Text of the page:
The beginning of the year was marked by another round of troubles for Boeing, once again highlighting the ongoing challenge of replacing the current 737NGs with MAX-generation narrowbodies. The prolonged and repeatedly postponed fleet renewals have resulted in more NGs remaining in service than most operators had planned, and less parts available in the aftermarket for them.
While awaiting the arrival of various 737 MAX derivatives, airlines are still flying 737NGs they have still must take care of the maintenance of these aging workhorses, some of which are already entering their third decade of operation. Consequently, in January, we experienced a surge in requests for various components of such planes. For instance, Integrated Drive Generators, specific to NGs, have become more desirable to obtain than before.
From the statistics, related to most searched aircraft parts which our marketplace has gathered during the first month of the year, another trend is apparent. The January saw a huge spurge in the specific, safety-related commercial aircraft components – from lens for the aircraft lights to fire blankets. There was a great surge in requests for battery operated underwater acoustic pulse generator, also known as cockpit voice recorder beacon, which is designated to assist in location of the device in the event of crash landing in water. Yet, supply of these parts is quite abundant, so the demand was generally satisfied and desired parts procured relatively fast and easy.
So, it is obvious that the aviation sector is currently trying to show the best it can in a delicate dance between innovation and legacy. While newer, more efficient models like the Boeing 737 MAX promise advancements, replacing aging fleets like the 737NG proves surprisingly complex. This year's first quarter painted a clear picture: Boeing faced renewed challenges, and airlines grappled with a scarcity of aftermarket parts for their trusty NG workhorses.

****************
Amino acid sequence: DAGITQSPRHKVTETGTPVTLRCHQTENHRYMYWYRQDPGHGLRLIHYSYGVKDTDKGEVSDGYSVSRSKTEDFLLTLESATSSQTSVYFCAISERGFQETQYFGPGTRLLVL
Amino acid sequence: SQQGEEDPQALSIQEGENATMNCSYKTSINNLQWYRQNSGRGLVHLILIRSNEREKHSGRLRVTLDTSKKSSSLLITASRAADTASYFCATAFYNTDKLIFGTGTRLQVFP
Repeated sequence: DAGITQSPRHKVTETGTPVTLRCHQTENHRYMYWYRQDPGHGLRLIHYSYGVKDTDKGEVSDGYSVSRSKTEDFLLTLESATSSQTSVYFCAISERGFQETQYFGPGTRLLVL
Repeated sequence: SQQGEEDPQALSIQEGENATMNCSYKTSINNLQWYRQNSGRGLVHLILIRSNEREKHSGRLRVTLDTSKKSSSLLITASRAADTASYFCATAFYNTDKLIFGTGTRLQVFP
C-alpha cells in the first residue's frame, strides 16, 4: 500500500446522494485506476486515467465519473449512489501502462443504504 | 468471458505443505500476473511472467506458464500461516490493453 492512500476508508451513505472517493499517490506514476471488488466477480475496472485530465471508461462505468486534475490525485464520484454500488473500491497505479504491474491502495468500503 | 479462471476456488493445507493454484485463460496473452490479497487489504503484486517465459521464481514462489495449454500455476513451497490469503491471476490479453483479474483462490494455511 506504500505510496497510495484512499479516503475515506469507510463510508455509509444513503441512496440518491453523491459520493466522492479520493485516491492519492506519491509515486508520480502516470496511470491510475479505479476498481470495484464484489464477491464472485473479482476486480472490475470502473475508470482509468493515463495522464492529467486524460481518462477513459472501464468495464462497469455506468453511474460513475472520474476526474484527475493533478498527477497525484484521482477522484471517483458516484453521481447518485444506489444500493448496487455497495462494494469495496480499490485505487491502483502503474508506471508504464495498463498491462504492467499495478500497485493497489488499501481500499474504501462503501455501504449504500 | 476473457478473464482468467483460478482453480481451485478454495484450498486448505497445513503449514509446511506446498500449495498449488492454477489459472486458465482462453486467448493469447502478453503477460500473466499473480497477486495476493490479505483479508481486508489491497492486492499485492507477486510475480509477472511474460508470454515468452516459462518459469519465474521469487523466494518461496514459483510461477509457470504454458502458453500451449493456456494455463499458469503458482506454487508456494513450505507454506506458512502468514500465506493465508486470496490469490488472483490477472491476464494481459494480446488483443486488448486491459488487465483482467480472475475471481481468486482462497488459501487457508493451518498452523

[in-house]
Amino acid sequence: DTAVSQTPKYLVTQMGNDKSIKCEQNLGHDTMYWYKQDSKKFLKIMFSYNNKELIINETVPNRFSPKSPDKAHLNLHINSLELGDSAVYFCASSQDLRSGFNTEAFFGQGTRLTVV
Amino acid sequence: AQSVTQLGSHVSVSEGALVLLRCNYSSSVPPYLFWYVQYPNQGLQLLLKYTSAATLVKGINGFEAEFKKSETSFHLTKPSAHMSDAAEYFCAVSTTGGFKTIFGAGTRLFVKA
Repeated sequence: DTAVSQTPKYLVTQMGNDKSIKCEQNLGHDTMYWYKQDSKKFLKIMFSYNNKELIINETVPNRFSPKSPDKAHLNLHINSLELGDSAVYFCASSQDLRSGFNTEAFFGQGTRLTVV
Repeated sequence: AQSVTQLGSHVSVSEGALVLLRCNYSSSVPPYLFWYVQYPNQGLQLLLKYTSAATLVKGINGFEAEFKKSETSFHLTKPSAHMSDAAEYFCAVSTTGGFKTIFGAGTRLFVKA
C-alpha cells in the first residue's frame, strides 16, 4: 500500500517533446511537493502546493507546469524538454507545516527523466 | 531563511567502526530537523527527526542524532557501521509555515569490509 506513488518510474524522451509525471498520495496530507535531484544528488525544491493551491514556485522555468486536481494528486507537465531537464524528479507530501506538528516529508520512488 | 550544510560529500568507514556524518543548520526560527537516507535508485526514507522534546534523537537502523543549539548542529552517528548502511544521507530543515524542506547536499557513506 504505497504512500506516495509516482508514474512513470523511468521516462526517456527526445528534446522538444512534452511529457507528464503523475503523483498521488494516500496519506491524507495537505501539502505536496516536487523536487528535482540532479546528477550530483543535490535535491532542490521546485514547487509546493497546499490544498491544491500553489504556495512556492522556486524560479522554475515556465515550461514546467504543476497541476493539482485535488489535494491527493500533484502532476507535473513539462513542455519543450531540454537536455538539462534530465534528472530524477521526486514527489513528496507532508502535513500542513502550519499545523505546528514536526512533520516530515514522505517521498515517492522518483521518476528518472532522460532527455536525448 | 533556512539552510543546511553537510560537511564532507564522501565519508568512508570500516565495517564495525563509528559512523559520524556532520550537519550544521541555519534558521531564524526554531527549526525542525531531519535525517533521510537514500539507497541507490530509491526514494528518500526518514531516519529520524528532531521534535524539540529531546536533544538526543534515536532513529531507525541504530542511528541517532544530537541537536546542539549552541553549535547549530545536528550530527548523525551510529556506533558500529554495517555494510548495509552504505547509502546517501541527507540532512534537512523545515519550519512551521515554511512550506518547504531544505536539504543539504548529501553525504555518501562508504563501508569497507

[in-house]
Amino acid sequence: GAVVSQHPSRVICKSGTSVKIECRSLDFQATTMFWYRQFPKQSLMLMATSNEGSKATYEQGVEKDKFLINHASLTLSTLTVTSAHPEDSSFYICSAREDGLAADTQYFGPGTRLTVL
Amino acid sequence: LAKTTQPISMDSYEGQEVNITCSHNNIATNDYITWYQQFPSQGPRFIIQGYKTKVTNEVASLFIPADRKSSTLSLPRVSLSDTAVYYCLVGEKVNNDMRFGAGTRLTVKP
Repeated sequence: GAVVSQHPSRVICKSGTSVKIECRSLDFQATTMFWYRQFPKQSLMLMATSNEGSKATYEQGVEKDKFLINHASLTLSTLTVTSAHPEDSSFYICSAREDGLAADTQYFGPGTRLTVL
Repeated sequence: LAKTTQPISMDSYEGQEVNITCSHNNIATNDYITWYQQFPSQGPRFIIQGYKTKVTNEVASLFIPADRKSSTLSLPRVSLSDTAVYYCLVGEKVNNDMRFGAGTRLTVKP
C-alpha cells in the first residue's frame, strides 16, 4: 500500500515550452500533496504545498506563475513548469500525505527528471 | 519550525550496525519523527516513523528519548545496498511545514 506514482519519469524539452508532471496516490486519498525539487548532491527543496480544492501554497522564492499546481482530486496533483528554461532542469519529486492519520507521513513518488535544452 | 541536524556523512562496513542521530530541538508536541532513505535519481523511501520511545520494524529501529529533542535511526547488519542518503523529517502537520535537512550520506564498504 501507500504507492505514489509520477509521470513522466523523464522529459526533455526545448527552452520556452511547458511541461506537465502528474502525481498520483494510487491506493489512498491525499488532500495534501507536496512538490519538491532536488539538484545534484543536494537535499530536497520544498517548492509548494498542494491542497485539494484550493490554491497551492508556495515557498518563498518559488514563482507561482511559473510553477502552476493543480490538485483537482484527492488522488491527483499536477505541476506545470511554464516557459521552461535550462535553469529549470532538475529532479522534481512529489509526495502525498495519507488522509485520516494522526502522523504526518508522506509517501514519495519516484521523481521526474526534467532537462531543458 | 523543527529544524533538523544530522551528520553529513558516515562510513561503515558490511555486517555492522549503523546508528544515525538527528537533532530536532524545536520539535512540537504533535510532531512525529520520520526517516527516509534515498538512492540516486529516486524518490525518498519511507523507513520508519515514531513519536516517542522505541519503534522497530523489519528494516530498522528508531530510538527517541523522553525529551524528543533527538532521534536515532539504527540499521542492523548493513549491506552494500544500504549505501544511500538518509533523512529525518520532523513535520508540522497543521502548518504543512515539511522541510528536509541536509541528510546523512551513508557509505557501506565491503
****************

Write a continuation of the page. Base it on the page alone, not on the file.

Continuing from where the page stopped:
This scarcity stems from a prolonged and repeatedly postponed fleet renewal. More NGs remain in service than originally planned, leaving them reliant on a dwindling pool of parts. January saw a surge in demand for NG-specific components, as well as for these used in both NG and other airliners.
If the sector wants to stay competitive while the global aviation navigates these turbulent waters, most of the successful industry players already know the answer – or a few, as there already are some emerging trends and potential solutions, such as exploring alternative sourcing. Certified repair stations and parts exchange programs offer valuable alternatives, particularly for less readily available components. Online procurement platforms can further connect airlines, suppliers, and repair stations, facilitating communication and access to needed parts.4
Also, do not forget about modern technologies, which are consistently gaining more and more applicability within the market and beyond. For example, 3D printing technologies hold promise for on-demand production of spare parts, particularly for less complex or out-of-production components. Also known as additive manufacturing, this technology offers exciting possibilities for the future.
Of course, it's important to remember the difference between "desirable" and "hard-to-find" parts. While components like Integrated Drive Generators may be in high demand due to the large NG fleet, their actual availability might differ from parts truly difficult to source.
A cooperative strategy including manufacturers, suppliers, airlines, and regulatory agencies is required by the aviation sector to resolve this crisis. Investing in technology and improving communication are essential for identifying and mitigating early disruptions. Notwithstanding the difficulties, the aviation sector is committed to ensuring the efficient and safe operation of aircraft in the years to come.
Learn more: Locatory-Market-Overview-Jan-2024-v4.pdf